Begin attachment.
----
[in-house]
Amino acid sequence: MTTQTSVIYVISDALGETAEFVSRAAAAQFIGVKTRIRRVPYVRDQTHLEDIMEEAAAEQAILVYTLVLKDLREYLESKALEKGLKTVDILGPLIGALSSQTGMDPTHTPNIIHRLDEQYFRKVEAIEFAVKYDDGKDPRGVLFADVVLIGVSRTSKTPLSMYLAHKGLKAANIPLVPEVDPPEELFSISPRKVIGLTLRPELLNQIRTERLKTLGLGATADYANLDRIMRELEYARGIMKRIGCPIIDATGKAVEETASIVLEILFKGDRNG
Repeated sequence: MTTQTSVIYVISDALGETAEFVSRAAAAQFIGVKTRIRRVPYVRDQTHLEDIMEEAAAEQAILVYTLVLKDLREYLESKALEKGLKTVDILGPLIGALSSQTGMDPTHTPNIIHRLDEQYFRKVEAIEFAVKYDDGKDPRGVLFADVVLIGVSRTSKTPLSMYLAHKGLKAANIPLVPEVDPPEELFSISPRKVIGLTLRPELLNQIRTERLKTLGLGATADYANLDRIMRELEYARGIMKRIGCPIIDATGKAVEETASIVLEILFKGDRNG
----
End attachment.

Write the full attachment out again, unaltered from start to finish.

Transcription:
[in-house]
Amino acid sequence: MTTQTSVIYVISDALGETAEFVSRAAAAQFIGVKTRIRRVPYVRDQTHLEDIMEEAAAEQAILVYTLVLKDLREYLESKALEKGLKTVDILGPLIGALSSQTGMDPTHTPNIIHRLDEQYFRKVEAIEFAVKYDDGKDPRGVLFADVVLIGVSRTSKTPLSMYLAHKGLKAANIPLVPEVDPPEELFSISPRKVIGLTLRPELLNQIRTERLKTLGLGATADYANLDRIMRELEYARGIMKRIGCPIIDATGKAVEETASIVLEILFKGDRNG
Repeated sequence: MTTQTSVIYVISDALGETAEFVSRAAAAQFIGVKTRIRRVPYVRDQTHLEDIMEEAAAEQAILVYTLVLKDLREYLESKALEKGLKTVDILGPLIGALSSQTGMDPTHTPNIIHRLDEQYFRKVEAIEFAVKYDDGKDPRGVLFADVVLIGVSRTSKTPLSMYLAHKGLKAANIPLVPEVDPPEELFSISPRKVIGLTLRPELLNQIRTERLKTLGLGATADYANLDRIMRELEYARGIMKRIGCPIIDATGKAVEETASIVLEILFKGDRNG